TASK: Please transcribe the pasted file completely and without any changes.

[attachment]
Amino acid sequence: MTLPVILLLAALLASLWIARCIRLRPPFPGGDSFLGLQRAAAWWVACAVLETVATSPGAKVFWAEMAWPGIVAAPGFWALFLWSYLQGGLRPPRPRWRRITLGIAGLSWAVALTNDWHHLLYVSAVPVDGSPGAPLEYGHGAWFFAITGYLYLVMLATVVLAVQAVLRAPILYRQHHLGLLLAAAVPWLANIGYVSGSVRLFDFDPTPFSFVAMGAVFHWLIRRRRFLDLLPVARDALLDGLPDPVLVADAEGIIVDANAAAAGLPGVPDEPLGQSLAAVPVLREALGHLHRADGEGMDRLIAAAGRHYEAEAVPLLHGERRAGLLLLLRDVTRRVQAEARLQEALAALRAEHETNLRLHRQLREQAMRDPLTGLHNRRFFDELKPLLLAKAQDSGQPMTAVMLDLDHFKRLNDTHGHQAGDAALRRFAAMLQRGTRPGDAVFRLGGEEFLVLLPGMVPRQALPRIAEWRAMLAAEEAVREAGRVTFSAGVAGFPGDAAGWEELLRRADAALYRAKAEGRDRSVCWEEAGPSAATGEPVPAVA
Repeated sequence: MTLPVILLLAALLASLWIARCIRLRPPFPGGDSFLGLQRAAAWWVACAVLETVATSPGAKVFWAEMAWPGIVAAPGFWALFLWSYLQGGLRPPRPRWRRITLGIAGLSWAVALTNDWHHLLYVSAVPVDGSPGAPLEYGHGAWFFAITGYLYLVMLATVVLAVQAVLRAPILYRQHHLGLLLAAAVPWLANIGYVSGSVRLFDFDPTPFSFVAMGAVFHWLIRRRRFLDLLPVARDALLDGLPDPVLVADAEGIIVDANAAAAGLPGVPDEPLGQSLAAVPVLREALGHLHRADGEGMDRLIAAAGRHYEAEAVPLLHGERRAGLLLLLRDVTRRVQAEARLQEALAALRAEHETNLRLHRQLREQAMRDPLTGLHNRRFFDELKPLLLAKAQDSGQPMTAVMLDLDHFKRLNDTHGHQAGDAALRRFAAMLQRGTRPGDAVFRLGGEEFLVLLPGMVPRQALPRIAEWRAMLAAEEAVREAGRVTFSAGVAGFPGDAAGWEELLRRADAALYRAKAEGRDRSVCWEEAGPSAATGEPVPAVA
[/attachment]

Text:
Amino acid sequence: MTLPVILLLAALLASLWIARCIRLRPPFPGGDSFLGLQRAAAWWVACAVLETVATSPGAKVFWAEMAWPGIVAAPGFWALFLWSYLQGGLRPPRPRWRRITLGIAGLSWAVALTNDWHHLLYVSAVPVDGSPGAPLEYGHGAWFFAITGYLYLVMLATVVLAVQAVLRAPILYRQHHLGLLLAAAVPWLANIGYVSGSVRLFDFDPTPFSFVAMGAVFHWLIRRRRFLDLLPVARDALLDGLPDPVLVADAEGIIVDANAAAAGLPGVPDEPLGQSLAAVPVLREALGHLHRADGEGMDRLIAAAGRHYEAEAVPLLHGERRAGLLLLLRDVTRRVQAEARLQEALAALRAEHETNLRLHRQLREQAMRDPLTGLHNRRFFDELKPLLLAKAQDSGQPMTAVMLDLDHFKRLNDTHGHQAGDAALRRFAAMLQRGTRPGDAVFRLGGEEFLVLLPGMVPRQALPRIAEWRAMLAAEEAVREAGRVTFSAGVAGFPGDAAGWEELLRRADAALYRAKAEGRDRSVCWEEAGPSAATGEPVPAVA
Repeated sequence: MTLPVILLLAALLASLWIARCIRLRPPFPGGDSFLGLQRAAAWWVACAVLETVATSPGAKVFWAEMAWPGIVAAPGFWALFLWSYLQGGLRPPRPRWRRITLGIAGLSWAVALTNDWHHLLYVSAVPVDGSPGAPLEYGHGAWFFAITGYLYLVMLATVVLAVQAVLRAPILYRQHHLGLLLAAAVPWLANIGYVSGSVRLFDFDPTPFSFVAMGAVFHWLIRRRRFLDLLPVARDALLDGLPDPVLVADAEGIIVDANAAAAGLPGVPDEPLGQSLAAVPVLREALGHLHRADGEGMDRLIAAAGRHYEAEAVPLLHGERRAGLLLLLRDVTRRVQAEARLQEALAALRAEHETNLRLHRQLREQAMRDPLTGLHNRRFFDELKPLLLAKAQDSGQPMTAVMLDLDHFKRLNDTHGHQAGDAALRRFAAMLQRGTRPGDAVFRLGGEEFLVLLPGMVPRQALPRIAEWRAMLAAEEAVREAGRVTFSAGVAGFPGDAAGWEELLRRADAALYRAKAEGRDRSVCWEEAGPSAATGEPVPAVA